The ISO 6425 standard has a similar rulebook. However, it is more strict and designed for more extreme uses. The ISO 6425 standard is intended to test watches that can withstand at least 100 meters of depth, and ensure full reliability and accuracy during such depths. The ISO 6425 goes through at least the following:

  • To test the reliability of the watch, it will be submerged to a depth of 30 cm for 50 hours at a temperature of 18-25 °C. All mechanisms must perform with no issues after the test.
  • Test for condensation: watch is heated to 40-45 °C (104-113 °F). A drop of water with the temperature of 18-25 °C (64-77 °F) is added to the glass. The watch is dried with a towel after 1 minute. If any condensation has appeared to the inner surface of the glass, the watch is disapproved.
  • The crown and pushers is tested to an external force. The watch will be overpressurized to 125% of its rated water resistance for 10 minutes.
  • A water tightness and water overpressure is tested using the same method of 125% of it rated water resistance. The watch shall be applied to 125% of pressure within 1 minute and maintain the pressure for 2 hours. Subsequently, the pressure must be reduced to 0.3 ATM within 1 minute and maintain 0.3 ATM for 1 hour. The watch shall show no sign of water intrusion or condensation.
  • Temperature change is tested with a regulation temperature with a sequence of 40 °C – 5 °C – 40 °C (104 °F – 41 °F – 104 °F). The transition time between temperature changes shall not exceed 1 minute. With any sign of water intrusion or condensation, the watch will be disapproved.

There are additional tests in the ISO 6425 standard. However, it does not concern the water resistance. A certified ISO 6425 watch will be branded “DIVER’S WATCH x M” or “DIVER’S x M”, where “x” is the rated water depth.

How Is The Water Resistance Tested?

A watch’s water resistance is tested in a controlled environment. The water-resistance of a watch is all about pressure and technically not the water depth. The pressure test done in compression chambers under a static pressure. While the static pressure might measure a water resistance of 200 meters, having a garden hose spray at full power is a dynamic pressure which might not equate to 200 meters or 20 bar of static pressure.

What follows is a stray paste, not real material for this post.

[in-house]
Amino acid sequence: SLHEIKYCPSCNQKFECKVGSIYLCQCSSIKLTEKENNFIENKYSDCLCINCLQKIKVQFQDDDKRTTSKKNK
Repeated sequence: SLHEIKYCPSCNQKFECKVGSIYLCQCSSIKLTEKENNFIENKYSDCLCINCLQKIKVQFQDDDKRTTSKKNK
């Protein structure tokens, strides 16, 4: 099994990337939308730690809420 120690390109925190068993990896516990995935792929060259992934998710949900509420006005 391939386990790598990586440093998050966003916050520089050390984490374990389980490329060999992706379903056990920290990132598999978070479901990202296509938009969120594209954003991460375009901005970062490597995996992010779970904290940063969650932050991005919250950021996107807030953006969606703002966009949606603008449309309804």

See the way it works is that when a watch is getting tested in a pressure chamber, it is laying dead-still – no movement at all. When the watch is submerged in the pressure chamber, the pressure is added to verify its rating. If the watch were to be moved while it was pressurized, there would be additional pressure added to the watch in the direction of the movement. Therefore, swimming with the watch at a depth of 50 meters, does not equate to 5 BAR/ATM but more than the 5 BAR/ATM.

Wet testing: The watch is placed in the pressure chamber with water. The watch starts above the waterline, where the pressure is applied. When the adequate pressure is reached, the watch is submerged in the water. The pressure will gradually be released from the pressure chamber. If the watch is not water-resistant, air will leak from the watch (shown by bubbles).

Dry testing: Dry testing works by pressurizing the chamber with the watch inside. The watch has a gauge sat on the crystal to measure case or crystal deformation.

Jonas Henriksen

AllInWatches is founded by Jonas, who has a great interest in mechanical watches. All aspects of manual and automatic (mechanical) watches is a big interest and have been a passion since 2015, where the first automatic watch was purchased. Seeing the transparent case back and discovering the heritage of watchmaking piqued an interest in horology.